Surely, there are thousands of beautiful shorelines across the globe. But Rahel picks up on a uniqueness to Israel’s shores. It has everything to do with our historical footprint there.
Despite dispersions, Jews, in some number, have continuously lived in the land. Walking in the footsteps of Abraham, our ancestors have all thirsted for freedom, connectedness and dignity. Every generation, at one point or another, has sought these in Israel. On a whole, the land of Israel has quenched this thirst. Israel has always been the place where Jews could be Jews. It is where the plants and animals match those described in our most ancient texts. Israel brings our tradition to life – like a storybook coming true.
It has not always been pristine. The land has produced our people’s greatest joys as well as our greatest sorrows. But put together over the years, the land has shaped our people’s story. When it comes to Jewish history and tradition through he years, we can look at it this way: we wrote it down in Torah; we sang it in our prayers; we lived it in Eretz Yisrael.
As Rahel masterfully said, “The Kinneret is not simply a landscape, not just a part of nature; the fate of a people is contained in its name. Our past peeks out of it to watch us with thousands of eyes; with thousands of mouths it communicates with our hearts.”
Perhaps that is the intangible feeling we get when we travel there. It’s the buzz of that ancient communication.
I felt it the year I lived there. I settled in the new part of Jerusalem at 7 Molcho Street. My life was much easier than Rahel’s. The supermarket Supersol was open down the block. No malaria threatened my life. My biggest problem was a flooded living room after a hot water heater exploded. It was city life and I had to travel out to find the vegetation, which, in the small world we live in now, has groomed paths and hiking trails.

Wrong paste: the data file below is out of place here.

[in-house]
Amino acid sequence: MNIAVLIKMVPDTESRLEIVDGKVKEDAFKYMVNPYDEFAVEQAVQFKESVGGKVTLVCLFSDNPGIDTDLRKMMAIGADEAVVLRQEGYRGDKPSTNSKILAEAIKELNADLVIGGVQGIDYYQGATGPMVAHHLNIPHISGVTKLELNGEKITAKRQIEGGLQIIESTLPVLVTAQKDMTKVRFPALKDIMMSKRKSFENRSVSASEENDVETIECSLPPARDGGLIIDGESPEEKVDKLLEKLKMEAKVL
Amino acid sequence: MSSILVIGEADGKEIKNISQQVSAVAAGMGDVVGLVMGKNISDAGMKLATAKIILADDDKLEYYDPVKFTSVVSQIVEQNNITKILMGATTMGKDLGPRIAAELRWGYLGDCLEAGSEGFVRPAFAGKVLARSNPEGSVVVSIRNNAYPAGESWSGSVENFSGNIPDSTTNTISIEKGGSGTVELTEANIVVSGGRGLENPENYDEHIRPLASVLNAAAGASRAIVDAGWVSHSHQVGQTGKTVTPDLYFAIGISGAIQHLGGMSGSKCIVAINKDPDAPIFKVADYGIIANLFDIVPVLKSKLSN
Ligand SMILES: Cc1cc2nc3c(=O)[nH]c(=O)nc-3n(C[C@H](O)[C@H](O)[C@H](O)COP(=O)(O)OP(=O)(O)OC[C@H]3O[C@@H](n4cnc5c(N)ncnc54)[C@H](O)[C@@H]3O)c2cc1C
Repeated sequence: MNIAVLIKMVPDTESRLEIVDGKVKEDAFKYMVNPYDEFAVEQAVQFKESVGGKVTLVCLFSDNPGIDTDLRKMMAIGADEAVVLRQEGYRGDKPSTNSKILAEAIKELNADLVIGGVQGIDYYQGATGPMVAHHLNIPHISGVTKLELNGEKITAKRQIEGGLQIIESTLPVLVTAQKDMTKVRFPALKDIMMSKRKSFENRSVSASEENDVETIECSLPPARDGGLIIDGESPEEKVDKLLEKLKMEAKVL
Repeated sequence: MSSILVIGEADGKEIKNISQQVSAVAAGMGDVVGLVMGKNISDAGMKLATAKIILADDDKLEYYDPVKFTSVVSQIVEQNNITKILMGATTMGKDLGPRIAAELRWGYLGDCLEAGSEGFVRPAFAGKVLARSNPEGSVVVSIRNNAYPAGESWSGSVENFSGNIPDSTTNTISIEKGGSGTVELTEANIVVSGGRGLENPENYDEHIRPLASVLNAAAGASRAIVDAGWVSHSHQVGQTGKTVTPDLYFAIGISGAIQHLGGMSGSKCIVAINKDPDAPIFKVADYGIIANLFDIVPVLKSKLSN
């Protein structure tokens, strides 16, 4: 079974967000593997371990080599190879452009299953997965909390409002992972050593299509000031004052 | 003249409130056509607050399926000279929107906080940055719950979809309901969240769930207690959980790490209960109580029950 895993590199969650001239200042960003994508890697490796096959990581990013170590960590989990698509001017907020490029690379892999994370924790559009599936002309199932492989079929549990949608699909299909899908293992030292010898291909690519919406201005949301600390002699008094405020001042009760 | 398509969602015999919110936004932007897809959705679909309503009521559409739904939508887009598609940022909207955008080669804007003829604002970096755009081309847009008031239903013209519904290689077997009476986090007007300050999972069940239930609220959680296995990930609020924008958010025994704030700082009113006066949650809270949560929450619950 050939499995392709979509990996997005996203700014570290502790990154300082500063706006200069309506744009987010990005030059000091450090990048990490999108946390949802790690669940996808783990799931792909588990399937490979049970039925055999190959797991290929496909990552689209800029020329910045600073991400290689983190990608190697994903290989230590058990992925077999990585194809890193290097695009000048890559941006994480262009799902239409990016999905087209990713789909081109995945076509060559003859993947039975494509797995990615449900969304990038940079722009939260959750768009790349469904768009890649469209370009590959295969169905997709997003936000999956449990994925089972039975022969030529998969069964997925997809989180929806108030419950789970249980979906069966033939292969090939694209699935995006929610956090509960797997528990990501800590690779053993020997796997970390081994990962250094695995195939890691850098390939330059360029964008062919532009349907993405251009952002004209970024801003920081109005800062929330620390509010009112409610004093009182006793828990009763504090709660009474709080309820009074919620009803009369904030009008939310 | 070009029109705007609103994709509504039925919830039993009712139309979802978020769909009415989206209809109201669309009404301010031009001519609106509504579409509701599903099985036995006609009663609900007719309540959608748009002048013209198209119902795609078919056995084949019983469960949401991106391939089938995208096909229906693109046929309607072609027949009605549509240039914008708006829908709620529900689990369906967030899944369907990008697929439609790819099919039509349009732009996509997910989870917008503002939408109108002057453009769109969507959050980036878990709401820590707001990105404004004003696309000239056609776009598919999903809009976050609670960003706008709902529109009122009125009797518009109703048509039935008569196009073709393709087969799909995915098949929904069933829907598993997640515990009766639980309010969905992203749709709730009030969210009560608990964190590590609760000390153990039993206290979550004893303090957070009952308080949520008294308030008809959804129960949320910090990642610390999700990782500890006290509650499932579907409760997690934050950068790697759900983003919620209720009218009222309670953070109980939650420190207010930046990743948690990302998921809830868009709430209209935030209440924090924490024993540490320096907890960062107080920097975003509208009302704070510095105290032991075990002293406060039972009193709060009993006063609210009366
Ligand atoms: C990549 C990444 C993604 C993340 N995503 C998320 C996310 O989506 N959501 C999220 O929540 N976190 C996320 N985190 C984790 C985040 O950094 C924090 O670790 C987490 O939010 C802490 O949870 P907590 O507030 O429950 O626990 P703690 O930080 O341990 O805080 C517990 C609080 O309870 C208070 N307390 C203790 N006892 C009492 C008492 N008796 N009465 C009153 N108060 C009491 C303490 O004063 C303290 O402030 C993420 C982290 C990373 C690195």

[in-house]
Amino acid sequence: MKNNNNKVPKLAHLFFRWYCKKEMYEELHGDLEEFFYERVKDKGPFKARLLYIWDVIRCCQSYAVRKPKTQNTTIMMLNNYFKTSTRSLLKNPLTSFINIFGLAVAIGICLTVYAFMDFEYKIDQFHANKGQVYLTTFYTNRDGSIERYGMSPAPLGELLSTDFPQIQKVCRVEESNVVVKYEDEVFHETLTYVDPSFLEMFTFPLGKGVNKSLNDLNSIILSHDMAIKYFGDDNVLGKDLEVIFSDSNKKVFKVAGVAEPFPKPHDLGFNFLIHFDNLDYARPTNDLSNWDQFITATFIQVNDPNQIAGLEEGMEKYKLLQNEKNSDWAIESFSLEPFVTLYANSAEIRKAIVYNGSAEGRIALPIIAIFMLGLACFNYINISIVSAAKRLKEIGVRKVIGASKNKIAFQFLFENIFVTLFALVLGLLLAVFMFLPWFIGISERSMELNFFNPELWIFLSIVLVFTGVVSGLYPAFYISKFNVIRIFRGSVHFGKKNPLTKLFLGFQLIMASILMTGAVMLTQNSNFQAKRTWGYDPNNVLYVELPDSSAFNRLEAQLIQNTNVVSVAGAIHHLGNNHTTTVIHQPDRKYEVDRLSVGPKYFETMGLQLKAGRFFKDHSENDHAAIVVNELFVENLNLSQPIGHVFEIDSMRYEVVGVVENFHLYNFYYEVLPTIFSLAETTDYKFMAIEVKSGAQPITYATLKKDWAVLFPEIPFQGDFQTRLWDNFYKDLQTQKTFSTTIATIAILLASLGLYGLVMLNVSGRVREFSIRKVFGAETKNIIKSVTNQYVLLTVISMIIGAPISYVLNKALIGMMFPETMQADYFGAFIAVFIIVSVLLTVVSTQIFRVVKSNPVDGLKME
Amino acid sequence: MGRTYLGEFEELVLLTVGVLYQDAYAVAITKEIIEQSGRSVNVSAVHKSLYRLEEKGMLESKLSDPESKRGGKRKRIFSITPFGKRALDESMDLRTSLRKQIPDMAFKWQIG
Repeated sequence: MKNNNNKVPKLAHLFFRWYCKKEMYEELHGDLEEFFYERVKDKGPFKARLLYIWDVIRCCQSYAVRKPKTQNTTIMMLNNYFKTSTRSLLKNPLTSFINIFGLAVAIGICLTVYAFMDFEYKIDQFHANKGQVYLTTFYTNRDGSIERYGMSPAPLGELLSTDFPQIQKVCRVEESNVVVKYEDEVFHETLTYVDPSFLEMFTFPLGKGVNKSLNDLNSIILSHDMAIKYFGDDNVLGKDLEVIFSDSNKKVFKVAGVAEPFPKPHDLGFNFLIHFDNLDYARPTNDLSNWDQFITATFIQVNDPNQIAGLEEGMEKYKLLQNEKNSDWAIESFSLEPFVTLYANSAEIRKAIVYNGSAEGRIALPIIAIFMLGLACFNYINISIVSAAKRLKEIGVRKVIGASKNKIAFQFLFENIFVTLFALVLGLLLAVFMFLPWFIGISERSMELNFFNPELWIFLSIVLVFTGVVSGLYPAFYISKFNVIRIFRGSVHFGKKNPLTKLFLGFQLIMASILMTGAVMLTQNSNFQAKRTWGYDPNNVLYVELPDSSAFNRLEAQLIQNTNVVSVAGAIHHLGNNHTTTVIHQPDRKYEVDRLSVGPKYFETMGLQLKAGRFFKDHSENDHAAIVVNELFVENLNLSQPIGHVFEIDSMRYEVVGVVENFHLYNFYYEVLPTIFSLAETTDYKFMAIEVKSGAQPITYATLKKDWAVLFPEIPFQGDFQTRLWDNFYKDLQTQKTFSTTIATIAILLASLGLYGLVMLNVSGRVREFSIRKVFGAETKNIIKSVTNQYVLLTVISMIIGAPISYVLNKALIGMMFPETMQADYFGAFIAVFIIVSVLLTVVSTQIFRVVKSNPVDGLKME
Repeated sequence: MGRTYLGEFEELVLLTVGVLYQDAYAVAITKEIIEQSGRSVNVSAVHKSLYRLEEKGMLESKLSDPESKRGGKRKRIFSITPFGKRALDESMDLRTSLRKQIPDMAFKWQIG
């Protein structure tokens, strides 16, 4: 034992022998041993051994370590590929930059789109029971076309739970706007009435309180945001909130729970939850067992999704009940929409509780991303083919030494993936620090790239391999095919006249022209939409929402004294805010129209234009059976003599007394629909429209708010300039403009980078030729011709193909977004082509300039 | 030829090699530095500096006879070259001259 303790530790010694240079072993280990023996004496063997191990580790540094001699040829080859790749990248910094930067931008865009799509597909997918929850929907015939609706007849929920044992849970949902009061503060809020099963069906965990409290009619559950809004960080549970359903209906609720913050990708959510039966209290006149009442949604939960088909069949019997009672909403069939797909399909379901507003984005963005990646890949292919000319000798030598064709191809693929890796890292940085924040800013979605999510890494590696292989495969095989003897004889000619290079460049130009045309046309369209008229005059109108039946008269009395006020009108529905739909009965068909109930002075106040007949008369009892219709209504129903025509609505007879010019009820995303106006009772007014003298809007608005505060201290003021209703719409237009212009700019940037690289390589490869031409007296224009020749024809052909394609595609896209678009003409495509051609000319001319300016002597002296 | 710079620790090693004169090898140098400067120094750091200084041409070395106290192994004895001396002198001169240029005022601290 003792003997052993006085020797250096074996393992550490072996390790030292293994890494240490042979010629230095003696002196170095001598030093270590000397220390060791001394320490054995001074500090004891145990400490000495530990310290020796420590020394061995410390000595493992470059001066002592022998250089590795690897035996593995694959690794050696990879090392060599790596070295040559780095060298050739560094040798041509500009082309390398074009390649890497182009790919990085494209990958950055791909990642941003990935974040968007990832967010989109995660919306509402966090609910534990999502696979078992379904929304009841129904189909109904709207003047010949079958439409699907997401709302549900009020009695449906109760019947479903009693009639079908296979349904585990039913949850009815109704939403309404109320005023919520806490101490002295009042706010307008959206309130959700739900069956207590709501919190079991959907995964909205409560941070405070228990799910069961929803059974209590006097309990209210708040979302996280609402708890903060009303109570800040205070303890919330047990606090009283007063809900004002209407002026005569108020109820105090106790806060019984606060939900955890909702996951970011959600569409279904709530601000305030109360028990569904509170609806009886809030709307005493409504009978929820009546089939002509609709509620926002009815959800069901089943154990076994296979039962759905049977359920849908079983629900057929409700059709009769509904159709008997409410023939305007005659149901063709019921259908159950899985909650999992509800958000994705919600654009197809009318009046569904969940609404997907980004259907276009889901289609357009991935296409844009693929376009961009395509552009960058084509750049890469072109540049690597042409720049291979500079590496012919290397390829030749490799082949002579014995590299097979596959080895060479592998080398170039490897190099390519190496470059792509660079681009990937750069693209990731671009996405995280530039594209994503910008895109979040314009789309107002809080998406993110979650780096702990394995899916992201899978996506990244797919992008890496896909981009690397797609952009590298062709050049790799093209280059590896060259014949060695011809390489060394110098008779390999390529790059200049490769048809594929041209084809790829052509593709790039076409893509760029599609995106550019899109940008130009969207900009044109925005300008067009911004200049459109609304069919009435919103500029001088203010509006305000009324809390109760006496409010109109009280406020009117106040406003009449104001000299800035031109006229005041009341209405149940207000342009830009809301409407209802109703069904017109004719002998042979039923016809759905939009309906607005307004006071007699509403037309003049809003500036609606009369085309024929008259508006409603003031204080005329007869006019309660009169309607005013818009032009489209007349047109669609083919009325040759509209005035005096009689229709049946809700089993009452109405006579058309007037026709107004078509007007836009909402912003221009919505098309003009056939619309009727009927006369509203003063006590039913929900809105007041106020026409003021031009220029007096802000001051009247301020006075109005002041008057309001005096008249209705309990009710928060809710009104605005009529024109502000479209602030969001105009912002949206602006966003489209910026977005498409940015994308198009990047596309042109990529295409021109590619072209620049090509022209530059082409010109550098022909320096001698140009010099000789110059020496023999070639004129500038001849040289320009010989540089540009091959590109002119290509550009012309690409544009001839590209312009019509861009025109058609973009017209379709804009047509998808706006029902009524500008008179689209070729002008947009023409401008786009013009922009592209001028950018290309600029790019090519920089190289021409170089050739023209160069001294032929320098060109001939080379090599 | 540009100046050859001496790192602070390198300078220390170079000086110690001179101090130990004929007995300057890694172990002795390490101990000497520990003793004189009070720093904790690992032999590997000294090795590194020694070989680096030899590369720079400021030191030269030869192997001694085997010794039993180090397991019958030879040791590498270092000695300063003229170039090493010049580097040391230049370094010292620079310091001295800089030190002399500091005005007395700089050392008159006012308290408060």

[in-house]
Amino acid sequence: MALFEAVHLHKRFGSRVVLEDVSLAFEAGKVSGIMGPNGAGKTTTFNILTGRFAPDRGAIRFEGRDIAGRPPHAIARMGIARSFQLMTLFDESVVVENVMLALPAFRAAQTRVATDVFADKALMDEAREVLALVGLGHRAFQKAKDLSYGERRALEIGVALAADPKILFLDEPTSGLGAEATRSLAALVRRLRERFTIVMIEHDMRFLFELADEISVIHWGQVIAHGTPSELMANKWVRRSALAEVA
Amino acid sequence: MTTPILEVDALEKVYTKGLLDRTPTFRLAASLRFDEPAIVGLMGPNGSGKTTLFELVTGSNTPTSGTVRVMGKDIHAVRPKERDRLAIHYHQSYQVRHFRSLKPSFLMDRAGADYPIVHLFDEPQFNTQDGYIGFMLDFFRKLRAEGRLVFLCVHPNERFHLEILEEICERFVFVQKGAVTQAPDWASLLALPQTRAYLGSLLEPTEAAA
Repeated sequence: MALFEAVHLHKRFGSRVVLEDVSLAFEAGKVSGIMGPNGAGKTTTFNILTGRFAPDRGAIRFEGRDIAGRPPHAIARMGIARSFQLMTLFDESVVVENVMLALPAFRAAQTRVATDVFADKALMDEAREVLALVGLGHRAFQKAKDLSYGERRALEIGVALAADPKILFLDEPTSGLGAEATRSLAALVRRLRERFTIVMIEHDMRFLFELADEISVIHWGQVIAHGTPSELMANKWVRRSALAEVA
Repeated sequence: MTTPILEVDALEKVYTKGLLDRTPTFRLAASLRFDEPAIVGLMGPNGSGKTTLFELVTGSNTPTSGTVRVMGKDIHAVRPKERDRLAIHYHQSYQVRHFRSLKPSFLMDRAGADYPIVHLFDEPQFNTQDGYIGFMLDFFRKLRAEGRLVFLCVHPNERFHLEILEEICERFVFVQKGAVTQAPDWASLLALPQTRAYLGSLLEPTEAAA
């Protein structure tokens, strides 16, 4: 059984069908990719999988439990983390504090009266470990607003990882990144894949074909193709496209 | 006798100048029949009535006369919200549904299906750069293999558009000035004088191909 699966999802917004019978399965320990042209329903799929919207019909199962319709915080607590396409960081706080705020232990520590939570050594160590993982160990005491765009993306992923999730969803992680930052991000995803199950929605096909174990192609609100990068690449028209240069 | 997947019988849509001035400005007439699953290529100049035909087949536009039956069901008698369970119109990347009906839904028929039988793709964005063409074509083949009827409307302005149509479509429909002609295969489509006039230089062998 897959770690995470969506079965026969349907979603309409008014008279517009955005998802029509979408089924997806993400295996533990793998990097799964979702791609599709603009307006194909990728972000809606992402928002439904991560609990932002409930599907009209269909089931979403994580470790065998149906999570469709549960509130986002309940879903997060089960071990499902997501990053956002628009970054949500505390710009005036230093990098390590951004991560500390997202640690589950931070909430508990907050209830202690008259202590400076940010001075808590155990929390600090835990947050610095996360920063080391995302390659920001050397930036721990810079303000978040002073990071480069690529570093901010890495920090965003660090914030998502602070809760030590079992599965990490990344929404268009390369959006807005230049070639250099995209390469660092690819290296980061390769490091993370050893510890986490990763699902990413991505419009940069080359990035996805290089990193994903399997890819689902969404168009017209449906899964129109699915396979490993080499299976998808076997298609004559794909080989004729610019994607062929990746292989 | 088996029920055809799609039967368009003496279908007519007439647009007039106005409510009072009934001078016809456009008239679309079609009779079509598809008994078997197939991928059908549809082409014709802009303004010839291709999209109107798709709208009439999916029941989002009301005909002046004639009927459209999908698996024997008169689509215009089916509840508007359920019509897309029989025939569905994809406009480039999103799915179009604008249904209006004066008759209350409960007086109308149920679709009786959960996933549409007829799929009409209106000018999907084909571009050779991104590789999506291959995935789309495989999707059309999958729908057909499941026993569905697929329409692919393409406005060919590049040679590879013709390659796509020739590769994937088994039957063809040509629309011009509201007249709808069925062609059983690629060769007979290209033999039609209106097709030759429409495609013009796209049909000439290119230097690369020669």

In totally different worlds…yet I still feel Rahel’s experience was mine. I too saw my ancestors in each rusty crevice. I heard their whispers through the silence that descended on Shabbat. Trees, mountains and lakes, while found everywhere, seemed lined with ancient living.
And they drove me to write. These flowers appeared one day on the walk to my house and caused this inspiration:
The year I lived in Jerusalem the winter was particularly cold
The mist descended gently from the 7 hills
And kissed the ground with weighty lips
Remaining low in the valley four months
Pesach cleaning swept the dampness from the corners of the kitchen
Brushed it out the front door where it dissolved in the sun
The water bubbles bursting with excitement
As they rose into the blue skies.
I hadn’t known it when I moved in,
But there was a thick rose patch that lined the walk to my front door
I didn’t notice stems or buds, just, one day, roses!
Their petals unrolled overnight
Open-palmed spirals of color
Tie-dyed whirls of springtime hallelujah.
Fanned out, sunsplashing,
the quiet gasp of resuscitation.
A triumphant return from the depths.
A surprising restoration of color to the soul.
And the important part: as Jews, we’ve learned to speak back. The land is not perfect – physically, politically – but just like Rahel and the early pioneers worked it with love, so too the Jews before them and the Jews after them plowed it. They have plowed it for resources and for meaning. May we, here, continue to plow it in our own day – whether through planting trees or planting hospitals or simply growing relationships to our Jewish family over there. And whatever we do, may we continue to plow it for peace.